One of the most common misunderstandings people have about avalanches is that they just happen on their own—that it’s simply luck of the draw and if you get caught in one, you’re just unlucky, says Gilles Valade, executive director of Avalanche Canada. He wants to set that record straight: It’s not just random chance. “Ninety-plus percent of all avalanches involving people are triggered by the people themselves or somebody in their party,” he says. It’s not just about being at the “wrong place at the wrong time.”
The most critical thing to know is that you are in control, he says. Your decisions have impacts. That’s both good and bad news, he says. Bad news in the sense that it’s probably your fault if something happens. “The good news is, you control that,” Valade says. “So where you go, what terrain you access, when you decide not to go, and your actions compared to the conditions make a difference.”
Another piece of good news: Avalanche Canada has created an amazing online resource to help you learn exactly that—how your actions have an impact in certain conditions. The Avy Savvy Online Avalanche Tutorial is an easy-to-understand, beginner-friendly home base for learning:
- Where and how avalanches occur (how to identify avalanche terrain)
- How to understand avalanche forecasts
- An introduction to rescue techniques
The Avy Savvy resource is designed specifically for new backcountry travelers, so you won’t need any previous knowledge and don’t need to know any jargon to understand all the easy interactive features and super practical information. “There's also good information here for a refresher for anyone who probably needs a refresher, because we all do,” Valade says.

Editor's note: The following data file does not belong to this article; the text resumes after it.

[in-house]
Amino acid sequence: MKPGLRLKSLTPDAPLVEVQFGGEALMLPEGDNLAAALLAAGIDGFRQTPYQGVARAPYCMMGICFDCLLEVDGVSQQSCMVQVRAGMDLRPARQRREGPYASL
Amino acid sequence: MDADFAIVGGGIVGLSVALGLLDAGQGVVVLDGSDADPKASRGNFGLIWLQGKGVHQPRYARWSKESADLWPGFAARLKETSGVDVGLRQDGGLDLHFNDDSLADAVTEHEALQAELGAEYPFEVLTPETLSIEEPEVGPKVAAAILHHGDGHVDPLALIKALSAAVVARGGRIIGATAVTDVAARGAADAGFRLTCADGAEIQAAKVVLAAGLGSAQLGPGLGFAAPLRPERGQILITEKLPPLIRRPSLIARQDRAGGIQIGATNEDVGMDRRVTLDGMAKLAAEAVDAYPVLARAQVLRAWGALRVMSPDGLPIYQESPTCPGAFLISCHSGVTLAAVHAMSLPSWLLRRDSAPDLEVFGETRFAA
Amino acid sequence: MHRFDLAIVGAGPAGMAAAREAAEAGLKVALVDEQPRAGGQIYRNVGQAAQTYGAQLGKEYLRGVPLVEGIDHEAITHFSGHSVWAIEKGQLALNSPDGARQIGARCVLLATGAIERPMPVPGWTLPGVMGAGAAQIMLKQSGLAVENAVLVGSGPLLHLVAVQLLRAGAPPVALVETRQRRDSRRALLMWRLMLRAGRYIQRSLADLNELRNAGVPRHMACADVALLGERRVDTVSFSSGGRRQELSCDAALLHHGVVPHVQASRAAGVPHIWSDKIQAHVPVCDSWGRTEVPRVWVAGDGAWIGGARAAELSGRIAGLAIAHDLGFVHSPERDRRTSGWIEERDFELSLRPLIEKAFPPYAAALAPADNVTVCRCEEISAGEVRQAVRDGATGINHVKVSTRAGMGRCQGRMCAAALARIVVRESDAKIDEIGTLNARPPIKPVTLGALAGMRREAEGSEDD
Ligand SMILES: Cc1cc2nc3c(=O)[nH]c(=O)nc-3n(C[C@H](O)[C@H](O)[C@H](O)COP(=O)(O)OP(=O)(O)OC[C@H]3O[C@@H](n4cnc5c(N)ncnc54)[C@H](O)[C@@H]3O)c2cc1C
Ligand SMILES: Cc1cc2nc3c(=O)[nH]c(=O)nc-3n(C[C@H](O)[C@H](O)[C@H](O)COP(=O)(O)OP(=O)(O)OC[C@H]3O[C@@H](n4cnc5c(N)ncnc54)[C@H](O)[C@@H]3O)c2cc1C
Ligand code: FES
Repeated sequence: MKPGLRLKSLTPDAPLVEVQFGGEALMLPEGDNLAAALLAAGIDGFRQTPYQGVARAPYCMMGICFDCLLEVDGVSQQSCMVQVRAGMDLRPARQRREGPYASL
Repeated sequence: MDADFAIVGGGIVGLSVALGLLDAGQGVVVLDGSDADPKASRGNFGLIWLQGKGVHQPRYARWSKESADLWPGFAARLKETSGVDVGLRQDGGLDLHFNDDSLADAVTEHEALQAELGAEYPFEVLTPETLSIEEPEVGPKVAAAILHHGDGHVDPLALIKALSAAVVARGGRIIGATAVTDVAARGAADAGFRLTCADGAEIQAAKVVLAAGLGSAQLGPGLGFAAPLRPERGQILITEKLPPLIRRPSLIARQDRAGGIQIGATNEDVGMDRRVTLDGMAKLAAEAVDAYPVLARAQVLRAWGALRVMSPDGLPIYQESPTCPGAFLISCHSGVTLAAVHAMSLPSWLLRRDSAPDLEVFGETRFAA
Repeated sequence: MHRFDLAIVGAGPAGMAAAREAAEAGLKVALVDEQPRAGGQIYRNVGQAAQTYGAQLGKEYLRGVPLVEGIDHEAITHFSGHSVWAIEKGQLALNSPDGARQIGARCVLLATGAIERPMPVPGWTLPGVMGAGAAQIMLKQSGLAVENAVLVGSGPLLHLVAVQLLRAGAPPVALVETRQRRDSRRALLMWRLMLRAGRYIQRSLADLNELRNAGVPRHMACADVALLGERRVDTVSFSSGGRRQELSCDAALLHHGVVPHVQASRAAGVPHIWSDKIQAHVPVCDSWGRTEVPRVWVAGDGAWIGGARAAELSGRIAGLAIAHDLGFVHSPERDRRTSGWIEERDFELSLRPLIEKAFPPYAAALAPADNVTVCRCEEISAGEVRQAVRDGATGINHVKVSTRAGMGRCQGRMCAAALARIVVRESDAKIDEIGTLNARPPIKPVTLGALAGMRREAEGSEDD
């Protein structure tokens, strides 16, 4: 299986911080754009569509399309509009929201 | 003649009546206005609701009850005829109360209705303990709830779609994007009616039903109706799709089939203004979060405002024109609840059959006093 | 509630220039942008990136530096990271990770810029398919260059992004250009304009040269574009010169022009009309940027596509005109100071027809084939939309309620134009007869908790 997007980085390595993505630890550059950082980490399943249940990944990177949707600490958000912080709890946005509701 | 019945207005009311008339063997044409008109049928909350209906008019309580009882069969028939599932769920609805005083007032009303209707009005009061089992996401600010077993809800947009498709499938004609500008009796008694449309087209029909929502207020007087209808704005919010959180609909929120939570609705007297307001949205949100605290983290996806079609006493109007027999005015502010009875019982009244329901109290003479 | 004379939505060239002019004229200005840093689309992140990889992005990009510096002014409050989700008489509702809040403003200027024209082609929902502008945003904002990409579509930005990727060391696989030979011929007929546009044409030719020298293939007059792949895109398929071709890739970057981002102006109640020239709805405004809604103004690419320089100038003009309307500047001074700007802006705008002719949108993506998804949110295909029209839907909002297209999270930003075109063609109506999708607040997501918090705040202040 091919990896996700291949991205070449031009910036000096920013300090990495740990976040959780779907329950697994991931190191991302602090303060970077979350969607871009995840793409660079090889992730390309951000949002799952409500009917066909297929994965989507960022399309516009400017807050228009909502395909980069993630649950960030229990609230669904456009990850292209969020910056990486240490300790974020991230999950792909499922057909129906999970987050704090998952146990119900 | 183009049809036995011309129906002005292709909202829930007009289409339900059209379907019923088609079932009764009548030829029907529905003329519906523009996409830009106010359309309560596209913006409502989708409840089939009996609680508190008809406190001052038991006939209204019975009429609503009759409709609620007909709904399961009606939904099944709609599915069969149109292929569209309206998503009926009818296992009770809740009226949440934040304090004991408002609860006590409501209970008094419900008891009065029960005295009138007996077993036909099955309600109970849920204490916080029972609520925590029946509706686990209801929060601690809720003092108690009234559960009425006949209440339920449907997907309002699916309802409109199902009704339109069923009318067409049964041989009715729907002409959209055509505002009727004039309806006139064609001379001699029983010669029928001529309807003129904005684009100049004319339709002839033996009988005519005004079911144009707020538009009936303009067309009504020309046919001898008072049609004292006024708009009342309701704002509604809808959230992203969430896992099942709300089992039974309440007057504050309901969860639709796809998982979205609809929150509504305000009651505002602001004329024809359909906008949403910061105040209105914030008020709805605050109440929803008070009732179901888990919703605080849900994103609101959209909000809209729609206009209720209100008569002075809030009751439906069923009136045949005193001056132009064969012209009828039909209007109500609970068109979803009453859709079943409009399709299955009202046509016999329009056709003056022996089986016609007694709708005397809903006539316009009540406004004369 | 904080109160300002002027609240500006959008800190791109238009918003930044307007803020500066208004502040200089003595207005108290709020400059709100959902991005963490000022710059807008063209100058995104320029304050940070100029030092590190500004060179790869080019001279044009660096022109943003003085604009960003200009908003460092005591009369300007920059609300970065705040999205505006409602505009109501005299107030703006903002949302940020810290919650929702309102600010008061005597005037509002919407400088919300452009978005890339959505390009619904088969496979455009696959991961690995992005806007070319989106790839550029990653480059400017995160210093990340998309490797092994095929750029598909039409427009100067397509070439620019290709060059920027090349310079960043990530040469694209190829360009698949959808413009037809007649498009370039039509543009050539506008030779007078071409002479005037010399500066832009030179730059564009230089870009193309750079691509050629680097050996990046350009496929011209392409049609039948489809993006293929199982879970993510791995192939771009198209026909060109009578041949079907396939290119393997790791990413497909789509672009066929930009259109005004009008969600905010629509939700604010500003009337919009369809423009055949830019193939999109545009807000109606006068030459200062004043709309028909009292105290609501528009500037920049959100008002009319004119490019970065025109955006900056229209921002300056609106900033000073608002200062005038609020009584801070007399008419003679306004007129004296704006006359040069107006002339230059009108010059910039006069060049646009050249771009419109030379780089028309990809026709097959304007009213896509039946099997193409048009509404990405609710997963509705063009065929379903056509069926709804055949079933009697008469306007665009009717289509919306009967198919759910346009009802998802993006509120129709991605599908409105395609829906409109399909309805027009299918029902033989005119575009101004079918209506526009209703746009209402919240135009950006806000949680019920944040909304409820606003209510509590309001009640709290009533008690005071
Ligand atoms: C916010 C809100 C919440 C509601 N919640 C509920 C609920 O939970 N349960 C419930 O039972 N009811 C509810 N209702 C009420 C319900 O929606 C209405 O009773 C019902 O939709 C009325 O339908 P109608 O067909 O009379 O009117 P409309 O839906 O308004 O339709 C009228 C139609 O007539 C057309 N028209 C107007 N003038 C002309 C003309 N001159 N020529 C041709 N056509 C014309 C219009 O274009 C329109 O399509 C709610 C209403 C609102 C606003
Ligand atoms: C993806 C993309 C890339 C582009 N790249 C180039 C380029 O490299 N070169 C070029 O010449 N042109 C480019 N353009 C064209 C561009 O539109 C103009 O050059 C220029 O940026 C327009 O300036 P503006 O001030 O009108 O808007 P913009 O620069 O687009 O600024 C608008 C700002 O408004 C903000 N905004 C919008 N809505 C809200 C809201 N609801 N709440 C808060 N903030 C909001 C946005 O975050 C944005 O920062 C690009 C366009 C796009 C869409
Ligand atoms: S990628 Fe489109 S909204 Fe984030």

Avalanche Canada built this powerful resource to help dispel some of the common myths people believe about how avalanches work. For example, Valade says, distance from a lift or a road does not make a difference in whether or not the area is in avalanche terrain. Danger zones could be right next to the parking lot—or miles and miles from any trailhead. “The easiest way to think about this is: If there's enough snow and it's steep enough to ride, it's steep enough to slide,” he says.
The Avy Savy site is just the tip of the iceberg. It’s an introduction to avalanche safety designed to prepare you for further education. The outdoors is one of the safest places to recreate during COVID—but it comes with other risks and hazards. You need information, equipment and skills to be safe. If you’re new to the mountains in winter, Valade says to think of it like driving a car. “You wouldn't jump into a car to drive if you'd never seen one or been in one before,” he says.
We asked Valade what he would say to someone getting ready to head up a snowy mountain for the first time. Here’s what he said:
“If you don't have safety equipment—a transceiver, probe, shovel—if you don't have that, don't go.”
“And if you have that but you're alone, don't go.”
“And if you have that and you're not alone but the other people don't have all the equipment, don't go.”
“So it sounds like I would tell people not to go. But there are a lot of people who have the gear and equipment, and we tell them to be careful. Know what the conditions are, and be prepared—because just because it's just outside of the ski area boundary, it doesn't mean it's less risky. An avalanche is an avalanche. It's like getting hit in the head with a hammer. Whether it's in your house or across the street, it's the same thing.”
Check out Avy Savvy, get educated, and make sure all your partners do, too.
Photos by Marko Stavric and Jennifer Coulter.
Outdoor Research is a proud supporting partner of Avalanche Canada.